Thomas Cook. A recipe for disaster?



On Monday 23rd September, the Thomas Cook Group went into administration. Incredible news.


Whilst, 99% of the industry was all too aware of the problems at the world's oldest travel company, seeing them tottering on the verge of collapse, many of us believed they'd find a white knight to pull them back from the brink, even at the eleventh hour.


We're hearing that 150,000 UK travellers will be repatriated from across the world over the coming month or so. Something we haven't done since Dunkirk. At least travellers will have had their holiday (albeit hampered). Globally, there are 22,000 Thomas Cook jobs at risk with 9,000 of those in the UK.


Destinations are also understandably going into panic mode, too. One key tourist board figure contacted me to express his major concern over trying to replace the 50,000+ visitors that normally arrive on Thomas Cook planes into his destination each year.


So whilst this subject has finally knocked Brexit off the No#1 spot for things we're talking about (at least temporarily), what does the future hold for the Thomas Cook Group?


1 - The Airline.

There has been a rich-vein of rumours about would-be suitors for the airline for months now. But no fly-away offers were forthcoming for the ailing outfit. But then take a look at the market. Competitors - especially those involved with long(er) haul - have been challenged by the Boeing 737 Max saga, leaving some short of useable aircraft as parts of their existing fleet are grounded.


Surely with a good % of those 150,000 travellers having flown with TCA, someone wanted to capitalise on all those seat sales. What's likely to have happened is that one of those potential buyers heard TCA's death knell tolling in the distance and rather than pay a high price, they've waited for the inevitable collapse to snap it up from the bargain basement.


I predict within 3 months, that vast majority of the TCA fleet will again take to the skies, sporting a new livery under new ownership.

2 - The Routes

The likes of Ryanair and EasyJet are surely going to reduce their UK-EU flights post-Brexit, with a likely reduction in Eastern Europeans 'commuting' to work. Won't they be looking at new destinations within the flying range of their fleets, that are suddenly left without airlift?


I predict within weeks, either EasyJet, Ryanair or both will be announcing new or increased routes to current TCA destinations.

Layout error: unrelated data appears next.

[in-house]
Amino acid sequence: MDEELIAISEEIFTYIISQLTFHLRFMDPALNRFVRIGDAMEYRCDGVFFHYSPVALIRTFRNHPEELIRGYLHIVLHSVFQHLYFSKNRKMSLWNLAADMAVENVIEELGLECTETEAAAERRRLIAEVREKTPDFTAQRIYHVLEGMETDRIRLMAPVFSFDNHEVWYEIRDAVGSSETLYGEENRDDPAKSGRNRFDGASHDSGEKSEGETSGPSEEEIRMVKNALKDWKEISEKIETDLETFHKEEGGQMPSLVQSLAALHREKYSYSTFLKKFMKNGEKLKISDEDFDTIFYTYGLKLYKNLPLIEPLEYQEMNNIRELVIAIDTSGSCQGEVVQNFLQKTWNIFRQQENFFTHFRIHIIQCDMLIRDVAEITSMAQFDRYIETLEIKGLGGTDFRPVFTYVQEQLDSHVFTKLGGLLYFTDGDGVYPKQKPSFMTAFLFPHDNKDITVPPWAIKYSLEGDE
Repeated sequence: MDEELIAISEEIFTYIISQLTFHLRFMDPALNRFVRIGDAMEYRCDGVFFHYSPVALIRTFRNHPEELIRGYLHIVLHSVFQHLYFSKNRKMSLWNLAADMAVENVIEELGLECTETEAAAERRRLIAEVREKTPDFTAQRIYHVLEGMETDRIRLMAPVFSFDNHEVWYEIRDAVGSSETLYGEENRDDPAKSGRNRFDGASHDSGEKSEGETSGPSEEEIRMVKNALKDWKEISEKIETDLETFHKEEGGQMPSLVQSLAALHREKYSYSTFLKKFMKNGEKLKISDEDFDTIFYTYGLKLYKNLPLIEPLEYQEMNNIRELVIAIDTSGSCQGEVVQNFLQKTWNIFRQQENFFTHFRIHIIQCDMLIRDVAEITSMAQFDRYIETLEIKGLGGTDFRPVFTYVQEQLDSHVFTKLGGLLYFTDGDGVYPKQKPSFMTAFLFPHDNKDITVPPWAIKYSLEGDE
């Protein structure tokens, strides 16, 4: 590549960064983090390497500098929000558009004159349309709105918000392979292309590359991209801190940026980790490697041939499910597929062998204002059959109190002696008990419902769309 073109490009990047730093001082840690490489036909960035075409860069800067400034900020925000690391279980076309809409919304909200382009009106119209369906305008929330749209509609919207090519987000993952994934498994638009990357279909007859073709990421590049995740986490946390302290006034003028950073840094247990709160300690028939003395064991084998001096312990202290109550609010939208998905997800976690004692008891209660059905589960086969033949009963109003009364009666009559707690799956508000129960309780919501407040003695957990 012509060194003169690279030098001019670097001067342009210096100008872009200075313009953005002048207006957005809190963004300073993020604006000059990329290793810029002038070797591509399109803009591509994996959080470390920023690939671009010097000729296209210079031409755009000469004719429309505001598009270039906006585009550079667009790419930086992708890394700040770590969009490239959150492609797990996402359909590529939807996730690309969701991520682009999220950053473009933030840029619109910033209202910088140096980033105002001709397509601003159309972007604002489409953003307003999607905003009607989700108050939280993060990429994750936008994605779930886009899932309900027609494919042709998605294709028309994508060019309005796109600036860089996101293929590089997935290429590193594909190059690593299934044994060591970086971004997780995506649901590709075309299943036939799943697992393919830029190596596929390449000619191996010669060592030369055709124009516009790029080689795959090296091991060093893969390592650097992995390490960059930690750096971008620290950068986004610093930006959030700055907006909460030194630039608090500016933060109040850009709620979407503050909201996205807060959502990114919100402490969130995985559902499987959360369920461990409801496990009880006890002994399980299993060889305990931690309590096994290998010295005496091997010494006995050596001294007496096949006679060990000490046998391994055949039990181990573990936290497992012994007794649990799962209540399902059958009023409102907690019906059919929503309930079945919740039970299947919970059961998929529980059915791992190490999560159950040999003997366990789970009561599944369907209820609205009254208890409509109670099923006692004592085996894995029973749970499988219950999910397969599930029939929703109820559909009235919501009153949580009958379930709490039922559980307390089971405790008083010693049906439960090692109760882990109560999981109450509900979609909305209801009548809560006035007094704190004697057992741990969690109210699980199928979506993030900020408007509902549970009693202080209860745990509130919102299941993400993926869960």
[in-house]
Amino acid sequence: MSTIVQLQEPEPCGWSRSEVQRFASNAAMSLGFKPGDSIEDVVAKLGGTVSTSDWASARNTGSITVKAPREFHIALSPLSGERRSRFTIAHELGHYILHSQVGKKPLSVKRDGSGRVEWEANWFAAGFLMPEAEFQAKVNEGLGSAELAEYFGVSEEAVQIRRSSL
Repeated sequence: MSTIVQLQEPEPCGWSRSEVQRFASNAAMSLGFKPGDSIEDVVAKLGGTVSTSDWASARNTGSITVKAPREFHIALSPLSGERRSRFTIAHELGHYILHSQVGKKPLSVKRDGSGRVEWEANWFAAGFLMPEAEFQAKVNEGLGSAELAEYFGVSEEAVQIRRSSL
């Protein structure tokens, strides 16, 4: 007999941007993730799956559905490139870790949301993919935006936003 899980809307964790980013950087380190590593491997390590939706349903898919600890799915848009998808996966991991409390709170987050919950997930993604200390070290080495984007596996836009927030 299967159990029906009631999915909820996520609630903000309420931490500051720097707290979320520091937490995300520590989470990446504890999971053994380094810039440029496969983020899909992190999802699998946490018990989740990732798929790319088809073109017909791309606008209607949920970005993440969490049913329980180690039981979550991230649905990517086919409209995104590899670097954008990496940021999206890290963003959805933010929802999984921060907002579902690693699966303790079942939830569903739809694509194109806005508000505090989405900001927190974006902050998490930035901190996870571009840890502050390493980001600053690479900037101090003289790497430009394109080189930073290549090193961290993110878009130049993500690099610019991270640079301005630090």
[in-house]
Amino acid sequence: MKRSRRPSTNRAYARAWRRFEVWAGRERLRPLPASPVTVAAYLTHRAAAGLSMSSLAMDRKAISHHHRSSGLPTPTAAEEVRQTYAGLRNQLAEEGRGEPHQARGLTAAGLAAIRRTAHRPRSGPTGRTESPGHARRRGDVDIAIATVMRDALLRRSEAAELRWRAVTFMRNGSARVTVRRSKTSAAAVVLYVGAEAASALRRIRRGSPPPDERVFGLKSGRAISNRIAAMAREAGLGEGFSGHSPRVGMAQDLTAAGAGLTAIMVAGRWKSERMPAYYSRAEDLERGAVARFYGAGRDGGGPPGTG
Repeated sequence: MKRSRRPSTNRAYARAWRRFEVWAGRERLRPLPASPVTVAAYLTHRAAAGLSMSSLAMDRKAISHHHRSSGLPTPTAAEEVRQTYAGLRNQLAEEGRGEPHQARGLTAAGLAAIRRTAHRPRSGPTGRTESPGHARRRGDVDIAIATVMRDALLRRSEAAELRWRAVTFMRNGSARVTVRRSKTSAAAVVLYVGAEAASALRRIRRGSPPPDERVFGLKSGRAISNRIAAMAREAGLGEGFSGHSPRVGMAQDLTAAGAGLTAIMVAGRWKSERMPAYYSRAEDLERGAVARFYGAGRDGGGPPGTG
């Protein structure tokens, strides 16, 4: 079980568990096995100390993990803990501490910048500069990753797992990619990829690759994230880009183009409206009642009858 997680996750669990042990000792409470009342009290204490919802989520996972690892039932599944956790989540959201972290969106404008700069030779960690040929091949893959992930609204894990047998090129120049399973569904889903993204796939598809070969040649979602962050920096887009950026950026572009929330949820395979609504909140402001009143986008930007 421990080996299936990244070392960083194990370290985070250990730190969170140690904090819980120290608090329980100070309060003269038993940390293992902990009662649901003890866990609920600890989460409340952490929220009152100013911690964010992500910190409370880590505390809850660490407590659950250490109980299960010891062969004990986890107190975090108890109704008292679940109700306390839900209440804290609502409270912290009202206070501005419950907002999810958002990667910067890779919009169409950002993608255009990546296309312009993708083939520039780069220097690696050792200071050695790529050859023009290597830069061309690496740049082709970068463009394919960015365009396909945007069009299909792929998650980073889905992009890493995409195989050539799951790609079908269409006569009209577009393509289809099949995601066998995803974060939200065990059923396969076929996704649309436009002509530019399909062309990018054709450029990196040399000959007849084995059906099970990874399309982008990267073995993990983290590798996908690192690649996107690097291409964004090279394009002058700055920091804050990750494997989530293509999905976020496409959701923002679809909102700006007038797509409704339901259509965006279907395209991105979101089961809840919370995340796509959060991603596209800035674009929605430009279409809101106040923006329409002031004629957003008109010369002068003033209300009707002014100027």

3 - The Tour Operation

Surely a competitor or venture capitalist will snap up the decades worth of know-how available from TCG? No longer virtually integrated (remember when that was such a buzzword expression in the industry?) but still providing an impressive tourism infrastructure, I don't expect this expertise and experience to go to waste. But will the brand have been damaged? Whilst the 'evil internet' and Brexit uncertainty will no doubt be used to cushion the blow, if mis-management or FatCat allegations are splashed across newspaper headlines in the coming days, the brand name may be tarnished forever. Remember H.Samuel? You don't? Exactly.


I predict that within 3 months (in time for the key buying season), there will be a major new player in the market : either a stand-alone re-invented Thomas Cook Tours or a new arm of another existing tour operator, using the TC brand name.


4. - Thomas Cook properties overseas

Again, I'd imagine these will not be on the market for long, but I don't see one major player buying them all. More likely, the estate will be broken up, with the private sector in each destination potentially looking to capitalise by taking on proven or potentially profitable properties.


I predict within 6 months, 75% of all existing properties will be sold. Properties that are part-build or on the (approved) drawing board might well attract the interest of a white knight.


5. Thomas Cook on the High Street

I don't see a bright future here at all, sadly. Their current retail look is horrendous. Sterile exteriors with dull graphics (offering no aspiration or inspiration) make their stores look like pharmacies not gateways to escape, adventure, happiness, excitement and romance. Seriously, imagine you didn't know what Thomas Cook was, what would you think they sold? Fire extinguishers?


Until retailers stop selling exactly the same product/service as the public can buy via the web, they will continue to see a major decline in business. They need to offer an appealing 'experience' that cannot exist online. Between bricks and clicks, there is the perception that the latter permits 'late night browsing without pressure' and also offers lower prices. Tour operator brands like Kuoni, Travelbag and Trailfinders add new layers and dimensions to their bricks proposition, but I can't see them buying up many regional braches that rely so heavily on fly-and-flop business, which may have been lost to the internet forever.


Sadly, I can see more Oxfam charity shops and Costa Coffee branches coming to a High Street near you soon.


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So whilst we still blink in disbelief at the notifications flashing up on our smartphones, our hearts go out to those whose holiday dreams have been ruined and even more so to those whose jobs are lost. We do predict a somewhat brighter reality than the bleak outlook that exists right now, but we do have to accept that the travel industry landscape has dramatically changed and will never be the same again. At Kamageo HQ, we're only 20 minutes drive from both Leicester and Loughborough...but our journey continues. We hope the Thomas Cook brand can get back on the rails soon, too.


Tim Henshall

Chief Executive, Kamageo